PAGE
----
What is the cost range per board-foot?
It is all over the board.
No pun intended.
(Laughs.) We have everything from – one of the local mills sells boxes of cutoff pieces – small scrap pieces for someone who likes to carve small wooden pieces of art. You can get a large box of cutoff pieces for $15 or you can buy a tabletop slab that is $1,500...The range is enormous. It's possible to walk out with a board for a couple of bucks, but if you're looking for something high-end, spectacular, you can get that too.
With what happened with the emerald ash borer, with the fact that people in SEMI, in that urban area, are looking at forestry problems and realizing that they live in an urban forest and realizing they have to care for an urban forest, it has also made them more receptive to hearing about what can be done with the products of that urban forest.
Are other communities following your lead?
This whole cooperative structure that we've developed is really something that is increasingly going to be looked at as a model for other regions. We've been in a lot of contact with the folks who are trying to promote the same thing in different other metropolitan areas around the country. There are some people in the Chicago area who are doing it, there are people in Madison, Wisconsin, and in Milwaukee who are trying to do it, there are people in North Carolina, people in California. There are pockets all around the country where you see these initiatives taking place. As far as I know, the cooperative we have, the combined marketplaces that we have with a whole group of small sellers, that's the only one we know of selling urban material like this that we know of in the country. And so we're getting a lot of calls from other areas where urban wood use is taking off...We're hoping to see more of this happen...I think it was one of those cases where out of disaster, something good bloomed. With just the volume of waste that was created by emerald ash borer and the awareness that it created, I think it actually gave us the perfect environment for something like this to grow.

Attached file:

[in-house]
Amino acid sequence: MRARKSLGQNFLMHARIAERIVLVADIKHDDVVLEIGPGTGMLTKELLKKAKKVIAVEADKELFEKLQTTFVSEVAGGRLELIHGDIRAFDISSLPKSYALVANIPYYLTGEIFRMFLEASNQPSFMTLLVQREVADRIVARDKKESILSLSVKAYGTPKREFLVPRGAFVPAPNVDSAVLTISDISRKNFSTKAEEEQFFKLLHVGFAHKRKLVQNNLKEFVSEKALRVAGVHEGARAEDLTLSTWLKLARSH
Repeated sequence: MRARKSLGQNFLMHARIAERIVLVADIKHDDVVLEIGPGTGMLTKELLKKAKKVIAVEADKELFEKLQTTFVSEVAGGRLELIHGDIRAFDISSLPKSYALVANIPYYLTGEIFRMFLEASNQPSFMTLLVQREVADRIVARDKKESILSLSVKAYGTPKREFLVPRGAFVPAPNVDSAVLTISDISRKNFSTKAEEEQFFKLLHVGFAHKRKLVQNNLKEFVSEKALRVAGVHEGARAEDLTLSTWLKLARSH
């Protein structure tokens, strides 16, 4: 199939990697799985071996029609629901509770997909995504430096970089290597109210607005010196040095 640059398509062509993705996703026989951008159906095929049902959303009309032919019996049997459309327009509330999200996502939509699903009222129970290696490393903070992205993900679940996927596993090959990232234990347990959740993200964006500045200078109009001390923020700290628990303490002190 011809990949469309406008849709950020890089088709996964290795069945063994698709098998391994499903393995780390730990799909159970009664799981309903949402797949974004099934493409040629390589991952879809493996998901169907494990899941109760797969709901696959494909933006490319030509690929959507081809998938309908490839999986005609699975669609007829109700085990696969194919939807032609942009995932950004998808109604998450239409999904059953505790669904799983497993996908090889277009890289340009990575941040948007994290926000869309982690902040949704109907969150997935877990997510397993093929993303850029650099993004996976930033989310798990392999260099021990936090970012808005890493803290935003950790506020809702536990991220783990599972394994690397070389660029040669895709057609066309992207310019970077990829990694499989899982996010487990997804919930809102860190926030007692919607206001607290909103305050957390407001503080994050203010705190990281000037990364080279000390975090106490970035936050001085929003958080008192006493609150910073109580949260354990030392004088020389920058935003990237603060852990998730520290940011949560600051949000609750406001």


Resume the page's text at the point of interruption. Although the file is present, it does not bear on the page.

The Traverwood branch of the Ann Arbor Public Library has a lot of reclaimed ash flooring and shelving in its interior.
Yes, we worked on the Traverwood branch
... Part of the harvesting and milling of the ash trees that went into that building, that was paid for through a grant that our council got from the U.S. Forest Service.
What's another significant project using recycled wood?
Paul Hickman is a local designer in Ann Arbor...He is working using our partners as suppliers, and he's producing a whole line of picture frames made from urban wood. His business is called Urban Ashes and he uses the wood and works with people from the local workforce development group and actually is doing job training and development with people who are coming out of corrections, people who are in transitional labor for one reason or another, who are producing these high-end picture frames...He's using Michigan glass in the picture frames, he's using Michigan paper for the backing. It's an entirely Michigan product and he's getting great reception from boutique gift stores throughout Michigan and also even throughout the country.
And what's next for Urbanwood?
"In the bigger picture, we would really just love to see more markets develop. We are very open to the idea of creating a couple more marketplaces throughout southeast Michigan and just getting more people aware that this wood is available, that this can happen with their own trees, that we can see more communities buy into the concept as well...We would love to see every city that has a plan for managing their urban forest to include a plan for how they manage the wood when the trees come down."
Tanya Muzumdar is a freelance writer, poet, and the Assistant Editor of Concentrate and Metromode. Her last feature column was "German Park is Heimplatz for Summer Festivities".
All photos by Doug Coombe